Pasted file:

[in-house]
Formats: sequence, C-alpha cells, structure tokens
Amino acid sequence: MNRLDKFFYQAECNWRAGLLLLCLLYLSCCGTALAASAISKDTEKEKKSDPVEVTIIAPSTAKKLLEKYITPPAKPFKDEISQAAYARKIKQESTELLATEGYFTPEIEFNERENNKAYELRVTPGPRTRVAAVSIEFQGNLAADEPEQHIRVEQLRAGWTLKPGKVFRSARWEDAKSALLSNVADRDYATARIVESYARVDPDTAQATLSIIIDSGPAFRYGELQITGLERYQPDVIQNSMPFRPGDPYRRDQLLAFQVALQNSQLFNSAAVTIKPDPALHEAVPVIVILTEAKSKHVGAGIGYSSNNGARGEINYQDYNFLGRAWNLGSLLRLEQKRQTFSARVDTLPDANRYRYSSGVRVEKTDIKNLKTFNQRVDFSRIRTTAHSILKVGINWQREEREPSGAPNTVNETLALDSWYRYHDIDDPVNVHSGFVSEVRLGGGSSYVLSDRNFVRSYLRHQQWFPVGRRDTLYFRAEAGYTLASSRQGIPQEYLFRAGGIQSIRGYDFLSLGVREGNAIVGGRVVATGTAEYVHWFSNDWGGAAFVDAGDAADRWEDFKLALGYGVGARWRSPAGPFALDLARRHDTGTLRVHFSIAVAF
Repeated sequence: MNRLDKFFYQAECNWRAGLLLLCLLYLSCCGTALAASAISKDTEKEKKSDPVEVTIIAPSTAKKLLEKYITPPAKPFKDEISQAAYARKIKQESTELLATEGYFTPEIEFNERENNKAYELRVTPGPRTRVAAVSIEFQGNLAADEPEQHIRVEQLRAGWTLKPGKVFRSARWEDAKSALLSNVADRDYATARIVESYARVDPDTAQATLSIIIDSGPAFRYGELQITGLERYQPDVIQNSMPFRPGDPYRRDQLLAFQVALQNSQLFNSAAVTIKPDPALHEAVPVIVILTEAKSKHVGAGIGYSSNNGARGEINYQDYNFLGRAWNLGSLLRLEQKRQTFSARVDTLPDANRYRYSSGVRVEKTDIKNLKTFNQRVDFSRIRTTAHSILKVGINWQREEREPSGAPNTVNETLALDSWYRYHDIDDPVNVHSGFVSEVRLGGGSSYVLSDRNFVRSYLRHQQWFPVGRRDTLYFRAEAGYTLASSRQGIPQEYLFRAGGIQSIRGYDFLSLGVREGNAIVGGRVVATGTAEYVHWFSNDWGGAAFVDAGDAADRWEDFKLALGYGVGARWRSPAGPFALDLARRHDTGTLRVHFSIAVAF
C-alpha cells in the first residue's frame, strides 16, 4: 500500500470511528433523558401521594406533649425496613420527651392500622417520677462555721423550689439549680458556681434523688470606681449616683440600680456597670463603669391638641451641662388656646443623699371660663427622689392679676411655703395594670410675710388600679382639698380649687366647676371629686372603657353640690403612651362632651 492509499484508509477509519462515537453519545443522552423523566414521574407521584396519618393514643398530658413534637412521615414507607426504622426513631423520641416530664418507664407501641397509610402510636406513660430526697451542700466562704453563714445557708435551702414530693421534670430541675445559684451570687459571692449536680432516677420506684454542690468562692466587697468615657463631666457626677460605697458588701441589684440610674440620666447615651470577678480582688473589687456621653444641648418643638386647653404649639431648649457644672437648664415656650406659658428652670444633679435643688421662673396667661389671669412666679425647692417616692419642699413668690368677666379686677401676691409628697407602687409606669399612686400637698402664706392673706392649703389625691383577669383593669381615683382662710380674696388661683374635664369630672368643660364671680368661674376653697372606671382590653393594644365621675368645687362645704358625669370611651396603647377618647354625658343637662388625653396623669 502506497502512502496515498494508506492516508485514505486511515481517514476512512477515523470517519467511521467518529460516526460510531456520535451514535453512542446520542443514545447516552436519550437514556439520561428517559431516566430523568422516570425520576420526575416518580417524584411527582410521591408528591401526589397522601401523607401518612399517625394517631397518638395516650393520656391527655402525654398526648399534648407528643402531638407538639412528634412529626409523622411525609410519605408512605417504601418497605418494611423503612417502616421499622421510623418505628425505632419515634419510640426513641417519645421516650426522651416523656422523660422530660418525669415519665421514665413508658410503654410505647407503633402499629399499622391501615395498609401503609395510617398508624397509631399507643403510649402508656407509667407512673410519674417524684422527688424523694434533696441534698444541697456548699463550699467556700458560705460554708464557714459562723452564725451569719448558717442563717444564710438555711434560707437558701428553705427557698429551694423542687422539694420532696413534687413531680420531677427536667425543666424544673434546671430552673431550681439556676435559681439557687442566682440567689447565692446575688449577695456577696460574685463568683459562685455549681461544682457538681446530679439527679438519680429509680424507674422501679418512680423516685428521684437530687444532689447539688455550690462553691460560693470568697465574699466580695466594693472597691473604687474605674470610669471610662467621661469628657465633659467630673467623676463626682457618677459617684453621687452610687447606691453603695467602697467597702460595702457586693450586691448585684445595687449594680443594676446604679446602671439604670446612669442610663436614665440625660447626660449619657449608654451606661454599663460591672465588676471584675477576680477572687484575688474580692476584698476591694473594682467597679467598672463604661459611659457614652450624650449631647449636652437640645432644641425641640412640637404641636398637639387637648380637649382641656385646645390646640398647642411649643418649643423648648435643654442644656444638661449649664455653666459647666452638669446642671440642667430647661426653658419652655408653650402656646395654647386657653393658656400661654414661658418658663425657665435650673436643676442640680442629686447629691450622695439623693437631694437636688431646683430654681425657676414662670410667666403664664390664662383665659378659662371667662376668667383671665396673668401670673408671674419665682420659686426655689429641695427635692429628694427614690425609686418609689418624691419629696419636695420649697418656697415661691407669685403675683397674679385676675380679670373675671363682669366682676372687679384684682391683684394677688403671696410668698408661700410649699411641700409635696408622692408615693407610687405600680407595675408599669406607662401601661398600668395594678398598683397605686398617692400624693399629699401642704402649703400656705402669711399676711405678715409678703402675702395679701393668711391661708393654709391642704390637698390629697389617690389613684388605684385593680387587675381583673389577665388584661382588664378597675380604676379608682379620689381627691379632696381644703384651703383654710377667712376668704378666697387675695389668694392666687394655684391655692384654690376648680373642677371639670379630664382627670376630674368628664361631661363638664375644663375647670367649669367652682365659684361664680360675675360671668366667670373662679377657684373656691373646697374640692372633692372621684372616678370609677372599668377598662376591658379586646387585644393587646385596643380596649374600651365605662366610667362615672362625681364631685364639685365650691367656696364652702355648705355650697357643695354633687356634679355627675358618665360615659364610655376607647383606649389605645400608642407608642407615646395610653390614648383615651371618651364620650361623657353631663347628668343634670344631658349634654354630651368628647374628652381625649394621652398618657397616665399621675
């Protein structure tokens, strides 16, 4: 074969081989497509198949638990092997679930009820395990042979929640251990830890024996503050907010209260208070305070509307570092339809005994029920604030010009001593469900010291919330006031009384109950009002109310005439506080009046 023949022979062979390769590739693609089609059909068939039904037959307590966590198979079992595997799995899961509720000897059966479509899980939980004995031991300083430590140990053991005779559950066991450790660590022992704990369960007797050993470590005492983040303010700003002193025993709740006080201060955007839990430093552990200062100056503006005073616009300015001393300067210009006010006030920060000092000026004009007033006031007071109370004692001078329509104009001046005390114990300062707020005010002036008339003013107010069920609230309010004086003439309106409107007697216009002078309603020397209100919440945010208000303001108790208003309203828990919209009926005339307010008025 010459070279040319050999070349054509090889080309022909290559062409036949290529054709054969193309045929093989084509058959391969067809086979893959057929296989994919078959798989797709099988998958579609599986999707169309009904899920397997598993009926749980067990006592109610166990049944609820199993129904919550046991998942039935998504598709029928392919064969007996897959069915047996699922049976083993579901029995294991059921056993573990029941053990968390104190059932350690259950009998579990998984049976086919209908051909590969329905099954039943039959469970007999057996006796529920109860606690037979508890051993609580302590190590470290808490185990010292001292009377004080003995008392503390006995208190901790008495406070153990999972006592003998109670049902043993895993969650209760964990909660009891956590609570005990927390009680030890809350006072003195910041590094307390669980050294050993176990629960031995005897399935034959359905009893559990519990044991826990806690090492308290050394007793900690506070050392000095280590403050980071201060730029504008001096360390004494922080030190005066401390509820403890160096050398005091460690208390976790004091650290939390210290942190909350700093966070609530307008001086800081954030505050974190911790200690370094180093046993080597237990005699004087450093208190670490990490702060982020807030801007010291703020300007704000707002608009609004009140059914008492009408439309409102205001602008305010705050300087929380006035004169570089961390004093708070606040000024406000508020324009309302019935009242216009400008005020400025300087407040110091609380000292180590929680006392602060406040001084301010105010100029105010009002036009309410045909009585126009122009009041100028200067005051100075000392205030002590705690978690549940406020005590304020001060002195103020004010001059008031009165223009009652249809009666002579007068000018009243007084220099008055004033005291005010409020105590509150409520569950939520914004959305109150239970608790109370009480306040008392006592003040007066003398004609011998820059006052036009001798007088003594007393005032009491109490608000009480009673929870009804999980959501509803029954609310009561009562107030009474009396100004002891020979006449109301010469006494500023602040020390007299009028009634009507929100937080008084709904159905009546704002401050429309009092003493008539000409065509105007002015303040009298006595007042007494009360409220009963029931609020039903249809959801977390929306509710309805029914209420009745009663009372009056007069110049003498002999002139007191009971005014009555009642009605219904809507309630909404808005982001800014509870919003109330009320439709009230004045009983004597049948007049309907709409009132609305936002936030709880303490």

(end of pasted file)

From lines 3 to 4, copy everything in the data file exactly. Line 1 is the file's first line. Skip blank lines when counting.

Amino acid sequence: MNRLDKFFYQAECNWRAGLLLLCLLYLSCCGTALAASAISKDTEKEKKSDPVEVTIIAPSTAKKLLEKYITPPAKPFKDEISQAAYARKIKQESTELLATEGYFTPEIEFNERENNKAYELRVTPGPRTRVAAVSIEFQGNLAADEPEQHIRVEQLRAGWTLKPGKVFRSARWEDAKSALLSNVADRDYATARIVESYARVDPDTAQATLSIIIDSGPAFRYGELQITGLERYQPDVIQNSMPFRPGDPYRRDQLLAFQVALQNSQLFNSAAVTIKPDPALHEAVPVIVILTEAKSKHVGAGIGYSSNNGARGEINYQDYNFLGRAWNLGSLLRLEQKRQTFSARVDTLPDANRYRYSSGVRVEKTDIKNLKTFNQRVDFSRIRTTAHSILKVGINWQREEREPSGAPNTVNETLALDSWYRYHDIDDPVNVHSGFVSEVRLGGGSSYVLSDRNFVRSYLRHQQWFPVGRRDTLYFRAEAGYTLASSRQGIPQEYLFRAGGIQSIRGYDFLSLGVREGNAIVGGRVVATGTAEYVHWFSNDWGGAAFVDAGDAADRWEDFKLALGYGVGARWRSPAGPFALDLARRHDTGTLRVHFSIAVAF
Repeated sequence: MNRLDKFFYQAECNWRAGLLLLCLLYLSCCGTALAASAISKDTEKEKKSDPVEVTIIAPSTAKKLLEKYITPPAKPFKDEISQAAYARKIKQESTELLATEGYFTPEIEFNERENNKAYELRVTPGPRTRVAAVSIEFQGNLAADEPEQHIRVEQLRAGWTLKPGKVFRSARWEDAKSALLSNVADRDYATARIVESYARVDPDTAQATLSIIIDSGPAFRYGELQITGLERYQPDVIQNSMPFRPGDPYRRDQLLAFQVALQNSQLFNSAAVTIKPDPALHEAVPVIVILTEAKSKHVGAGIGYSSNNGARGEINYQDYNFLGRAWNLGSLLRLEQKRQTFSARVDTLPDANRYRYSSGVRVEKTDIKNLKTFNQRVDFSRIRTTAHSILKVGINWQREEREPSGAPNTVNETLALDSWYRYHDIDDPVNVHSGFVSEVRLGGGSSYVLSDRNFVRSYLRHQQWFPVGRRDTLYFRAEAGYTLASSRQGIPQEYLFRAGGIQSIRGYDFLSLGVREGNAIVGGRVVATGTAEYVHWFSNDWGGAAFVDAGDAADRWEDFKLALGYGVGARWRSPAGPFALDLARRHDTGTLRVHFSIAVAF